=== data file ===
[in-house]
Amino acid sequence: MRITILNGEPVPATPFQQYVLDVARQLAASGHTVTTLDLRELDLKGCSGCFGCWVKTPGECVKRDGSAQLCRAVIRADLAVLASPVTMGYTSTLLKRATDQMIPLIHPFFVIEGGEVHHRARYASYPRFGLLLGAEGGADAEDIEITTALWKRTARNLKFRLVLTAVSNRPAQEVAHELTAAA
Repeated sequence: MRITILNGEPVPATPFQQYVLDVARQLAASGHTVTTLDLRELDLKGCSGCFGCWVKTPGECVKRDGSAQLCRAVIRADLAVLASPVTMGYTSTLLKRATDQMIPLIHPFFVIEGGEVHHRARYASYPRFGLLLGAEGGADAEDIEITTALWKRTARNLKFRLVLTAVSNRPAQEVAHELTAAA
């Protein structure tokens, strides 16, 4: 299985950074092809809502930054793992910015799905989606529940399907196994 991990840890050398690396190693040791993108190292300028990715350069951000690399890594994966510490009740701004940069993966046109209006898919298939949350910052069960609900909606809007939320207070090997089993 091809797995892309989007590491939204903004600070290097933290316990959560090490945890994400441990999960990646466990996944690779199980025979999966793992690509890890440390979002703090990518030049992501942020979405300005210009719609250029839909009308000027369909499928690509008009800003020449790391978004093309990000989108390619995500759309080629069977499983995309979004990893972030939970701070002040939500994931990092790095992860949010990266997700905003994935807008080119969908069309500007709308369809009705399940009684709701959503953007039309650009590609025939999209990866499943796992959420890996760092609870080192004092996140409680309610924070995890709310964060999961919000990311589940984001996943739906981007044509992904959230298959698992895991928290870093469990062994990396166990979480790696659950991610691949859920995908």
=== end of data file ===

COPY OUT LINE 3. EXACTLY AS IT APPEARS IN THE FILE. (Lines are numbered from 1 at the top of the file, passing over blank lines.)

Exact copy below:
Repeated sequence: MRITILNGEPVPATPFQQYVLDVARQLAASGHTVTTLDLRELDLKGCSGCFGCWVKTPGECVKRDGSAQLCRAVIRADLAVLASPVTMGYTSTLLKRATDQMIPLIHPFFVIEGGEVHHRARYASYPRFGLLLGAEGGADAEDIEITTALWKRTARNLKFRLVLTAVSNRPAQEVAHELTAAA